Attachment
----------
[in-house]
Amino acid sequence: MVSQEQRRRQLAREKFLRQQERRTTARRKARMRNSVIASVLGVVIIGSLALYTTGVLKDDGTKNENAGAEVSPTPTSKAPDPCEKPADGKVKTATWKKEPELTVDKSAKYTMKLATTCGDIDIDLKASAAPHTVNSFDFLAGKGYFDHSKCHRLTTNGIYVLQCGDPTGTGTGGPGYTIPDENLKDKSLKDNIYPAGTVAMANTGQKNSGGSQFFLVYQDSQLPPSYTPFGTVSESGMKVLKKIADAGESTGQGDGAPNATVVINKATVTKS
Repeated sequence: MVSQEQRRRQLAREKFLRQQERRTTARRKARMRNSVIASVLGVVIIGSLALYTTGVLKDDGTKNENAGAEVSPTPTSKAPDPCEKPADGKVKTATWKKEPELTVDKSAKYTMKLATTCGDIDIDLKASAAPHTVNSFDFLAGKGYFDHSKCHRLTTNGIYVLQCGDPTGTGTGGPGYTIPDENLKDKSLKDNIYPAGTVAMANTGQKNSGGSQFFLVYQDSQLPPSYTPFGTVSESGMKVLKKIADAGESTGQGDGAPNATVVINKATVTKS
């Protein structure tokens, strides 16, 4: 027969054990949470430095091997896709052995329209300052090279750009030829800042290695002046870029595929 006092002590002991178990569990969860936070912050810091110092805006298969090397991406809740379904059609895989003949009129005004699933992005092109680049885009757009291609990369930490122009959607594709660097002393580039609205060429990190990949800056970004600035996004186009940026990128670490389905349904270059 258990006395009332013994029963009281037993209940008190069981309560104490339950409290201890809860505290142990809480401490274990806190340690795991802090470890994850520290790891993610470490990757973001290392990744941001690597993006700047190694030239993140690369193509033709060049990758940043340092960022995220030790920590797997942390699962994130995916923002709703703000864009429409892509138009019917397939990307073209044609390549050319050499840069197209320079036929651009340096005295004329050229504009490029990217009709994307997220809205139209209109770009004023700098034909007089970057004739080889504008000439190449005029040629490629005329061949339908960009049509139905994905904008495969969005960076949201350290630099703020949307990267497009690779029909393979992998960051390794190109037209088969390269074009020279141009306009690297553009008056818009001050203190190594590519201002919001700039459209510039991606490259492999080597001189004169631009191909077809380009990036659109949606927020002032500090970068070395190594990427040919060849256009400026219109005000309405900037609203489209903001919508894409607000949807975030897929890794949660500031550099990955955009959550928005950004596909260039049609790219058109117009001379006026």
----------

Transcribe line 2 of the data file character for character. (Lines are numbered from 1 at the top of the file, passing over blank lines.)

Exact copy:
Amino acid sequence: MVSQEQRRRQLAREKFLRQQERRTTARRKARMRNSVIASVLGVVIIGSLALYTTGVLKDDGTKNENAGAEVSPTPTSKAPDPCEKPADGKVKTATWKKEPELTVDKSAKYTMKLATTCGDIDIDLKASAAPHTVNSFDFLAGKGYFDHSKCHRLTTNGIYVLQCGDPTGTGTGGPGYTIPDENLKDKSLKDNIYPAGTVAMANTGQKNSGGSQFFLVYQDSQLPPSYTPFGTVSESGMKVLKKIADAGESTGQGDGAPNATVVINKATVTKS